He'll be wearing his hat a lot more soon.

Saturday, August 21, 2010

Awaiting His Majesty

- Sint-Pietersplein, Gent
Published with Blogger-droid v1.5.4

I am sorry

I am a commitment phobic, a little boy that sleeps with a teddy bear and pulls the sheets all over his head. To escape towards the stars seeping through the fabric, far far away. To bathe in the Pleiades, with the pleiades. To forever close the eyes and see the stars, seeping through the skin, so so close. Like the stranger's lips, far away and yet so close. I am a commitment phobic and I have hurt so many so as not to get hurt.

It's time for me to go back, to find myself through the rubble of broken hearts - bread crumbs, back to when I really was a little boy that slept with a teddy bear and pulled the sheets all over his head.

I need to know where this comes from.
Maybe that is what the Breadcrumb Crater is all about.

Friday, February 05, 2010


The world felt light like a feather tonight. No five layers of fabric to keep us warm, a sweater and a jacket sufficed. How light the jacket felt! Like a feather light. Even the buildings, their tons of layers of bricks glued together with the sweat of thousands of workmen long gone, were but tiny pixels in this azure ocean of miniature trampolines and kissing lip corners, teeth peeks and sweet saliva. A bird was singing on this first day people were talking spring. Still faraway, but a dot on the horizon, is the day skirts will touch the saddles and ice cream vendors will end their hibernation. A magnificently shining dot where we will wrap ourselves in each other, be birds and kiss like a feather light. Sweet saliva, sweet world.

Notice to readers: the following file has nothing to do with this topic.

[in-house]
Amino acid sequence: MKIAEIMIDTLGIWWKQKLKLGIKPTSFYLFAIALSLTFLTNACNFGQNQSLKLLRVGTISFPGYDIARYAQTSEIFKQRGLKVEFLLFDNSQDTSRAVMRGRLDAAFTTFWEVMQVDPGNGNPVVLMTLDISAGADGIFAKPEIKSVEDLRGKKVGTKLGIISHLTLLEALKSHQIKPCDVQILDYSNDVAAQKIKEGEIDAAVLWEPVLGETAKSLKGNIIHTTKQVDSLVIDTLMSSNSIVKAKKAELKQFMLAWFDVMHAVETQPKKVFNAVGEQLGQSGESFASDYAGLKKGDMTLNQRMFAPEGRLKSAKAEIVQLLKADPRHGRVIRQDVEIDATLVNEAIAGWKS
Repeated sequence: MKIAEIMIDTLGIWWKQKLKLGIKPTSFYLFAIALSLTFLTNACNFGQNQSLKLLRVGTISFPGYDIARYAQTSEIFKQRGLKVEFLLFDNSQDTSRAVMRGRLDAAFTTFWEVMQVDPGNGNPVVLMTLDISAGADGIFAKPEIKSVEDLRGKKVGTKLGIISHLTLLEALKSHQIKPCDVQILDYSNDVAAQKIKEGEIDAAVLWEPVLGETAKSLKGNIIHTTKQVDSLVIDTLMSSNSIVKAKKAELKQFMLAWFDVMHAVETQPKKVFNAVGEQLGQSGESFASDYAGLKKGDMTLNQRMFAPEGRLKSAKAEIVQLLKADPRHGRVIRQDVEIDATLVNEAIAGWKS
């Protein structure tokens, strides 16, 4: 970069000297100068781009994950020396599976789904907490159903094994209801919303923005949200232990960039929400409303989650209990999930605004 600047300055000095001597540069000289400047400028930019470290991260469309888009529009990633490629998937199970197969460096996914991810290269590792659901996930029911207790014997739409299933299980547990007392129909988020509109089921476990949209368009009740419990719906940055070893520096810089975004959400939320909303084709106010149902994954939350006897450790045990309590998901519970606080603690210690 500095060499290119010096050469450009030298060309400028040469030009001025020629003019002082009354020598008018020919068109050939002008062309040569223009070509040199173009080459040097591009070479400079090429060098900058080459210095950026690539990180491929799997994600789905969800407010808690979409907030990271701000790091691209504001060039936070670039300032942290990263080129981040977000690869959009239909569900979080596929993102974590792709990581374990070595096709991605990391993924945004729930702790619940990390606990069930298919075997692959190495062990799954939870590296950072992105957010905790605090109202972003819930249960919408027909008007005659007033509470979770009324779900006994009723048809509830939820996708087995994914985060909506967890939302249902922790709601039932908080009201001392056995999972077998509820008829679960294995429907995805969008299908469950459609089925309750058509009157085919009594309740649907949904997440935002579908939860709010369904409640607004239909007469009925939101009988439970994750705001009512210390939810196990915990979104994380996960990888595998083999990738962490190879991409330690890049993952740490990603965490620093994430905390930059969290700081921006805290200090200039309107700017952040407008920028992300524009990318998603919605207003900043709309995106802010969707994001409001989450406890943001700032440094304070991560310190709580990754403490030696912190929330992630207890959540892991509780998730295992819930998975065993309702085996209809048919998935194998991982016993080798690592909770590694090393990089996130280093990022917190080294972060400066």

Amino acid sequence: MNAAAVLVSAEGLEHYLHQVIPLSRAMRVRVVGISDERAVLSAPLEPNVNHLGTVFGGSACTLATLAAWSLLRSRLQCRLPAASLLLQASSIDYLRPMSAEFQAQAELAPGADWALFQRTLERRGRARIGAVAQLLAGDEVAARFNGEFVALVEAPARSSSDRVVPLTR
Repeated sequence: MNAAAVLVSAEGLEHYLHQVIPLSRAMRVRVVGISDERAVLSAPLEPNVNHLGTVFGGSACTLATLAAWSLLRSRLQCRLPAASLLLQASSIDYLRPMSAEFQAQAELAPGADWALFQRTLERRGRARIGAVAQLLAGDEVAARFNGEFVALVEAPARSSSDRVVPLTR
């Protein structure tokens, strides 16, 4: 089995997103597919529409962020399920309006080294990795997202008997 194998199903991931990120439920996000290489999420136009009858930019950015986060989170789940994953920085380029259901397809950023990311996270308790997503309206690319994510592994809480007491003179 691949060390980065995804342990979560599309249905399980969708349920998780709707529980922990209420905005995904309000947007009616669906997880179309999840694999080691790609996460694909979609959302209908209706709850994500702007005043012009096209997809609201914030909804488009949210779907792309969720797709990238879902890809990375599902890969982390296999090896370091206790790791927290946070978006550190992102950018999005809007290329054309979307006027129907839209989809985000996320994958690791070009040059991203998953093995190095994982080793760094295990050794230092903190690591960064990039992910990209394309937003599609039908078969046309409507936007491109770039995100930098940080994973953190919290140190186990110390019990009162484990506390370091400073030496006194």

Thursday, August 06, 2009

I don't have to make the climb

Got home yesterday night, switched on the tv looking for something subtitled to watch while brushing my teeth and saw this:

This is just a small excerpt from the awe-inspiring 1970 documentary Woodstock, and somehow stands in sharp contrast to the rest of the film in the sense that here we have a young couple not necessarily wanting to be part of the action, dissecting from a distance not only the festival but their own generation almost like philosophers watching over the masses. Theirs is a lost generation, as the young man puts it, imprisoned by the urge to be free. Rather than a genuine state of mind that can be attained as much by squatting alongside a country road as by switching the batteries of your camera in a skyscraper elevator, freedom had become a conceptual goal that could only be reached through the well-defined channels of drugs, music, Eastern spirituality, free love and what have you.

Woodstock wasn't the proclaimed gateway to nirvana. It ended in the mud and fatigue, with junk and debris of untraceable origins scattered all across the field. It looked like a battlefield swamped with indefinable ‘stuff’ and here and there a human body crawling without any apparent sense of direction. Yet another lost generation had reached its culmination, there on the muddy fields of Bethel, NY. The proverbial bang they went out with: the roaring howl of Jimi Hendrix’ guitar.

On the other hand, it sure looked like one hell of a party, and graced the world with imagery of which even Hollywood wouldn’t be capable of, and yes, perhaps in essence every generation is lost, anxiously looking for a common denominator that connects & bonds us all in the comforting warmth of borderless unity, a global herd, although probably in the end
(...) everybody's looking for some kind of answer, where there isn't one.